Chives are perfect for a kitchen culinary garden. Even during the winter, with enough light, you can have fresh chives ready to add to all kinds of dishes, and you’ll feel like a master chef. 

To grow chives indoors, you can start plants from seed or divide them from clumps growing in your outdoor garden. Divided chives will continue growing, and it’s a great way to bring them inside through the winter. 

Before bringing them inside, cut them off 1 inch above the ground. Then divide the clumps as needed and put them into a pot. Within a few weeks, you will have new growth.

How to Harvest Chives

When your chive plant is above 6 inches tall, it’s ready to start harvesting. Cut off stalks of chives 1 to 2 inches from the ground. (I find flower scissors to be the best for cutting chives. You can also use flower scissors or sharp kitchen shears to cut them up when using them in recipes.) Cutting at the base of the chive plant encourages more growth. After cutting, chives will typically grow back within a few weeks. You can cut off just a few leaves at a time or whole bunches.

In the winter, you can cut the whole chive plant down to 1 inch, and it will grow back in spring. 

Chives will self-seed if the blooms are allowed to fully mature and go to seed. So if you want to control their growth and keep chives from spreading in your garden, you’ll need to pick the flowers.

Garlic chives white flower

Are Chive Flowers Edible?

Chive flowers are beautiful and deliciously edible.  They can be used as a garnish and to make flavorful vinegar. The stems with flowers are a little woodier and tougher, but they are also edible. 

The flowers are their most tender and tasty when the blossoms have just opened. As they continue flowering, chive flowers will develop seeds and won’t be as tender. You can eat the whole flower, but often the petals are scattered over a dish as a colorful garnish.

Chive flowers can also be used as cut flowers in bouquets. Garlic chives have white flowers and usually bloom in late summer to early fall. Common chives have purple flowers and bloom in May and June.

Garlic chives harvested

Tips for Growing Garlic Chives

Garlic chives grow much like common chives, with a few differences.

The seeds of garlic chives can take longer to germinate than common chives. They also grow more slowly and don’t need to be divided as often.

One growing technique for garlic chives is to cover them with straw as they grow to keep them out of the sunlight. This keeps the leaves from turning green, giving them a white or “blanched” appearance. This blanching also results in a more mild flavor.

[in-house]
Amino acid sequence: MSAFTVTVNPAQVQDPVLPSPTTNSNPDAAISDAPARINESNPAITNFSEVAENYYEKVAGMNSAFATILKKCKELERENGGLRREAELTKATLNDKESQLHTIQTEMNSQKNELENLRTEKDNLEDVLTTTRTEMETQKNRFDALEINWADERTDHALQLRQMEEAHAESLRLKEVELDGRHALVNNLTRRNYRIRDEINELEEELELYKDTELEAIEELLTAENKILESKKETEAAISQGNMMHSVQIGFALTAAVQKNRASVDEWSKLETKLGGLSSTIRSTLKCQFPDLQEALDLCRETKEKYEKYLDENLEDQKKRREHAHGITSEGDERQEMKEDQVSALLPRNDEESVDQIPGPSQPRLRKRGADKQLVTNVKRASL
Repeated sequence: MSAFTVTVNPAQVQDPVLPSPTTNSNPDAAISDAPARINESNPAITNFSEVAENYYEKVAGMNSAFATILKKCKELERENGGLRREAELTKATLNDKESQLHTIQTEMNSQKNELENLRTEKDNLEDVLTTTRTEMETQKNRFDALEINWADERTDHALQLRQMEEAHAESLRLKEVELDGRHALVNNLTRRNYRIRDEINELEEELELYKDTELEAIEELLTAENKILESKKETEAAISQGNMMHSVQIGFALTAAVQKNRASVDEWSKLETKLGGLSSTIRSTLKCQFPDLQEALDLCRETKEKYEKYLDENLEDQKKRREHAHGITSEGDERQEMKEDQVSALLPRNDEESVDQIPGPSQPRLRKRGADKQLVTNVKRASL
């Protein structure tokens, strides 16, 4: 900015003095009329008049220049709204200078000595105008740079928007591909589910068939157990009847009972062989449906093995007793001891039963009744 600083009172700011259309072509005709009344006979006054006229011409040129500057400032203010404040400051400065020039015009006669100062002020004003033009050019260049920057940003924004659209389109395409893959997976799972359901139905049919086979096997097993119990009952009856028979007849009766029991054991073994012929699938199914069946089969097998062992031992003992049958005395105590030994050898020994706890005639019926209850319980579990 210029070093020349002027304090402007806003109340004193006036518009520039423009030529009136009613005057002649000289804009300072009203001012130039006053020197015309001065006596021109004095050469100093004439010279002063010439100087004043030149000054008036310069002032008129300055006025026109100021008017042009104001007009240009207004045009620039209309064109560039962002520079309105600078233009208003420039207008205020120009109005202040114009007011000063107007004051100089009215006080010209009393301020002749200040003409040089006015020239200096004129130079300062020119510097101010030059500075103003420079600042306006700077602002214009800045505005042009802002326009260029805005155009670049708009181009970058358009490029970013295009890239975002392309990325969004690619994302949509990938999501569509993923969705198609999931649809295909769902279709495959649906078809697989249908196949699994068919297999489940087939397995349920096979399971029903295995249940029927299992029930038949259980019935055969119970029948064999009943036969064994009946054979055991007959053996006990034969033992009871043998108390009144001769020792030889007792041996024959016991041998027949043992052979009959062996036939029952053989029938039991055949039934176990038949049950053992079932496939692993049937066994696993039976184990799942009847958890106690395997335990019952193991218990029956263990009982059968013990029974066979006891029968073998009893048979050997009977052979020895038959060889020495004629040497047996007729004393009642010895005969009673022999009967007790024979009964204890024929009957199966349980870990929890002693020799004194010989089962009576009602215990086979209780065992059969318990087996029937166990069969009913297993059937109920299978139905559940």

How to Store Chives

To keep chives fresh longer, don’t wash them until you are ready to use them. Wrap chives in a paper towel and place them in a plastic bag. They will last 10 to 14 days in the refrigerator before they start to wilt or turn brown. 

Chives can also be frozen. Chop them up and then lay them flat to freeze. They won’t look nice as a garnish, but they can be added to cooked recipes. Another freezing method is to put them in ice cube trays and add water. Once the cubes are frozen, place them in a bag and store them in the freezer for 4-6 months. 

Drying chives will allow them to last for about 2 years. They will lose their color and have a different texture, but they can be added to dips and sauces.  

To dry chives, cut them up as you would for a recipe and then dry them in a food dehydrator. Another drying method is to tie them in bundles to air dry and then cut them up after they are dry. 

Once chives are dry, they can be stored in an airtight jar away from sunlight.

chopped chives on bread and butter

Chive Recipes

Chive butter - Mix 1/2 cup butter with 2 to 6 tablespoons of chives, depending on the strength of flavor you want. Let the butter sit for at least 30 minutes before using it to give time for the flavors to meld. Wrap it in plastic wrap to form it into a log and cut slices off to use on fish, toast, potatoes, and other foods. Chive butter can last in the fridge for several days.

Chive Sour Cream - Chives are a classic with sour cream on a baked potato. They can also be added to mashed potatoes and twice-baked potatoes, and, well, just about any potato dish. Fresh or dried chives can be added to sour cream and allowed to sit for the flavor to develop. Then add additional chives for a colorful garnish.

Chive blossom vinegar - Put 1 cup of chive flowers into 1 cup of white wine vinegar. Let it sit at room temperature for 1-2 weeks. (This isn’t an exact recipe. Feel free to add more or less blossoms to adjust the flavor. Also, the longer the blossoms sit in the vinegar, the stronger the flavor.) Once you have the flavor you want, strain out the blossoms and store the vinegar in a glass jar. You can use both common chives and garlic chives. The purple chive blossoms will create a beautifully colored vinegar.

As you see, chives are not the same as green onions or scallions. Whether common or garlic, chives deserve their own special spot in the kitchen herb garden. And since they are so easy to grow, why not try chives this year? 

Leave a comment

Please note, comments must be approved before they are published

This site is protected by reCAPTCHA and the Google Privacy Policy and Terms of Service apply.